Turkey has passed Norway as the largest driller of oil in Europe. According to Bloomberg it fielded 26 drilling rigs at the end of 2012, and the Turkish Energy Ministry says that number has already increased to 34 rigs. Spending on oil and natural gas exploration last year was at $610 million, compared with $42 million a decade earlier.
This rush to find new sources of hydro carbon is fuelled by the rapidly expanding economy. Turkey’s economy is growing at 3.5% a year, around twice as fast as most advanced economies, and second only to China.
Related Article: Venezuela's Oil Industry is Likely to Benefit from Chavez's Death
Taner Yildiz, the Turkish Energy Minister, said that the “aim is to make Turkey one of the 10 largest economies in the world by 2023. Finding energy will enable Turkey to achieve its goal.”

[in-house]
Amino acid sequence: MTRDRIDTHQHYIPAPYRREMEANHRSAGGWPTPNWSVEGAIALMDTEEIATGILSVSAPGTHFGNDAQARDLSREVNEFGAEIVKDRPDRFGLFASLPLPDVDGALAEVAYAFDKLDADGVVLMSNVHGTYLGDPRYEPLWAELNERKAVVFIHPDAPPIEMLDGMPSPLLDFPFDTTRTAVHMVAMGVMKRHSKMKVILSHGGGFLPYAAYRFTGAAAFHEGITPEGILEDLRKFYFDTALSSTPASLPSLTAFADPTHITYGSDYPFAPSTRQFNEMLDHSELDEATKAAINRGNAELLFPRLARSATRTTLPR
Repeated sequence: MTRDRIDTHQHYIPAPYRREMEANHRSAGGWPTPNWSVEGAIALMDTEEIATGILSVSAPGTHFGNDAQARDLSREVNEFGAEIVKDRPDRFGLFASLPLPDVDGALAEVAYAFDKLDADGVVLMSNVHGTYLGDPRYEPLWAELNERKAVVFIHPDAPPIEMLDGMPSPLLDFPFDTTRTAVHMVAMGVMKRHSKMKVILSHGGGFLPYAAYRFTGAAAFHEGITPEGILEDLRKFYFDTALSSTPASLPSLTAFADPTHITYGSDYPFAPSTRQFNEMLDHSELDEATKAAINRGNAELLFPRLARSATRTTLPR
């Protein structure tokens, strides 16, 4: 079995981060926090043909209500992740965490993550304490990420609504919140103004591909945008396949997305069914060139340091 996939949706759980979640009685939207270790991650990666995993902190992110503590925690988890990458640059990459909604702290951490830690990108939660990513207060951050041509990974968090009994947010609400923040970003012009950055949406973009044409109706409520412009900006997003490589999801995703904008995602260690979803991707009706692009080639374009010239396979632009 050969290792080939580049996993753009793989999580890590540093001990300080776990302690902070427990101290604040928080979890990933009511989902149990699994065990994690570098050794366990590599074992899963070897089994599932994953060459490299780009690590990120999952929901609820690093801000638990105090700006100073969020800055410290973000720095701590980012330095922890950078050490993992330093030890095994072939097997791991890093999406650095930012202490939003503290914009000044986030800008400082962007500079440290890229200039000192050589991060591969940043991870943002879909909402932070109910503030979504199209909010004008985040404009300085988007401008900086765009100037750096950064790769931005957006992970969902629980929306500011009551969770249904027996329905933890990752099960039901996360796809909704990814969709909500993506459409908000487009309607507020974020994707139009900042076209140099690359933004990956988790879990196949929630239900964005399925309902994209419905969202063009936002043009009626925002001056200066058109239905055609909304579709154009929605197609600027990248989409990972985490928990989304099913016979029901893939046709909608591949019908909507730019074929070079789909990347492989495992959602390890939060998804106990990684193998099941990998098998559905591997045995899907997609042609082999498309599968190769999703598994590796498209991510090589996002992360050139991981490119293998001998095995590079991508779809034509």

According to the US EIA Turkey imported 92 percent of all oil it consumed in 2011, and 98% of all natural gas. Turkey hopes that by investing heavily in domestic exploration and extraction it can reduce imports from Iran, Iraq, and Russia. Turkish Petroleum plans to supply all of the country’s energy needs by 2023.
Currently Turkey’s energy imports are increasing the country’s current account deficit, fuelling inflation, and threatening to restrict economic growth.
By. Joao Peixe of Oilprice.com